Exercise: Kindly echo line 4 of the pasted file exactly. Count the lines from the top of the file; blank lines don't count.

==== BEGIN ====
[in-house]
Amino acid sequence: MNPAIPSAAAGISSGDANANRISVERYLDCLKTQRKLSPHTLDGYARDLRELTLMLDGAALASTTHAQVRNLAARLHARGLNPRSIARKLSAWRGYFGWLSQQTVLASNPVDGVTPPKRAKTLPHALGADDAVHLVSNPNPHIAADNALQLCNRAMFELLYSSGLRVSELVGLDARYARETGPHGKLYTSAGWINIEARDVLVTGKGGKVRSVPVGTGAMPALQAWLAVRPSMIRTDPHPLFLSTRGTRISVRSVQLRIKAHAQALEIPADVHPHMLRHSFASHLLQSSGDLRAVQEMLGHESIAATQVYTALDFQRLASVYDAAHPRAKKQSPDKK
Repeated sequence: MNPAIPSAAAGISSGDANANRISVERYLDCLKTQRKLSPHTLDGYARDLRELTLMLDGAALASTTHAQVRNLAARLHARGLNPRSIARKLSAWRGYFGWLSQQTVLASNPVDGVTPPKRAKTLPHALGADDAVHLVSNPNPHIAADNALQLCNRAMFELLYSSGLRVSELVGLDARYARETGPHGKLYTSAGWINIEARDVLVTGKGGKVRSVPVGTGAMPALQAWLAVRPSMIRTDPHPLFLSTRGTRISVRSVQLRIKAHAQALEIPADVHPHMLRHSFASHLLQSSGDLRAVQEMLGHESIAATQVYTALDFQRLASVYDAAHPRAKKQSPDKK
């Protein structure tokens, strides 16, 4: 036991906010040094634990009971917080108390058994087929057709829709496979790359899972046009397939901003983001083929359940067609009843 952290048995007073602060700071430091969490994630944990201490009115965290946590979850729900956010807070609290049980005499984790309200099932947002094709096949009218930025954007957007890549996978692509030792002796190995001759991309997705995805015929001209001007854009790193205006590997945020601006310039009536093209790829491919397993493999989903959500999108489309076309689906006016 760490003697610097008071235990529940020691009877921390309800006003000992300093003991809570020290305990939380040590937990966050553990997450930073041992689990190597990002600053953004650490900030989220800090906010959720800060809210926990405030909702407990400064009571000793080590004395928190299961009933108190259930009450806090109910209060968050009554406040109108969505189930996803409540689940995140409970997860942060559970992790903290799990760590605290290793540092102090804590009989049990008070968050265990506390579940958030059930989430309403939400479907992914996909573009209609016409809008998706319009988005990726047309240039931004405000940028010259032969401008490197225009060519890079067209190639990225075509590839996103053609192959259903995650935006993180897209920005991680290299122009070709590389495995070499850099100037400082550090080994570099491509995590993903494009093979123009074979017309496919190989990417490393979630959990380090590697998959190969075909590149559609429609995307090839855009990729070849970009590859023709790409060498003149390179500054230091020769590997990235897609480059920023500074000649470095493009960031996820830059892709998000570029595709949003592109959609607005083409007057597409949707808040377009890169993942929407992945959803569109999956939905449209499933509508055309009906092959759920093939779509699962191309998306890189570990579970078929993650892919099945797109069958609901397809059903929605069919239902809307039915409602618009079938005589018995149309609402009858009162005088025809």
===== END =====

């Protein structure tokens, strides 16, 4: 036991906010040094634990009971917080108390058994087929057709829709496979790359899972046009397939901003983001083929359940067609009843 952290048995007073602060700071430091969490994630944990201490009115965290946590979850729900956010807070609290049980005499984790309200099932947002094709096949009218930025954007957007890549996978692509030792002796190995001759991309997705995805015929001209001007854009790193205006590997945020601006310039009536093209790829491919397993493999989903959500999108489309076309689906006016 760490003697610097008071235990529940020691009877921390309800006003000992300093003991809570020290305990939380040590937990966050553990997450930073041992689990190597990002600053953004650490900030989220800090906010959720800060809210926990405030909702407990400064009571000793080590004395928190299961009933108190259930009450806090109910209060968050009554406040109108969505189930996803409540689940995140409970997860942060559970992790903290799990760590605290290793540092102090804590009989049990008070968050265990506390579940958030059930989430309403939400479907992914996909573009209609016409809008998706319009988005990726047309240039931004405000940028010259032969401008490197225009060519890079067209190639990225075509590839996103053609192959259903995650935006993180897209920005991680290299122009070709590389495995070499850099100037400082550090080994570099491509995590993903494009093979123009074979017309496919190989990417490393979630959990380090590697998959190969075909590149559609429609995307090839855009990729070849970009590859023709790409060498003149390179500054230091020769590997990235897609480059920023500074000649470095493009960031996820830059892709998000570029595709949003592109959609607005083409007057597409949707808040377009890169993942929407992945959803569109999956939905449209499933509508055309009906092959759920093939779509699962191309998306890189570990579970078929993650892919099945797109069958609901397809059903929605069919239902809307039915409602618009079938005589018995149309609402009858009162005088025809």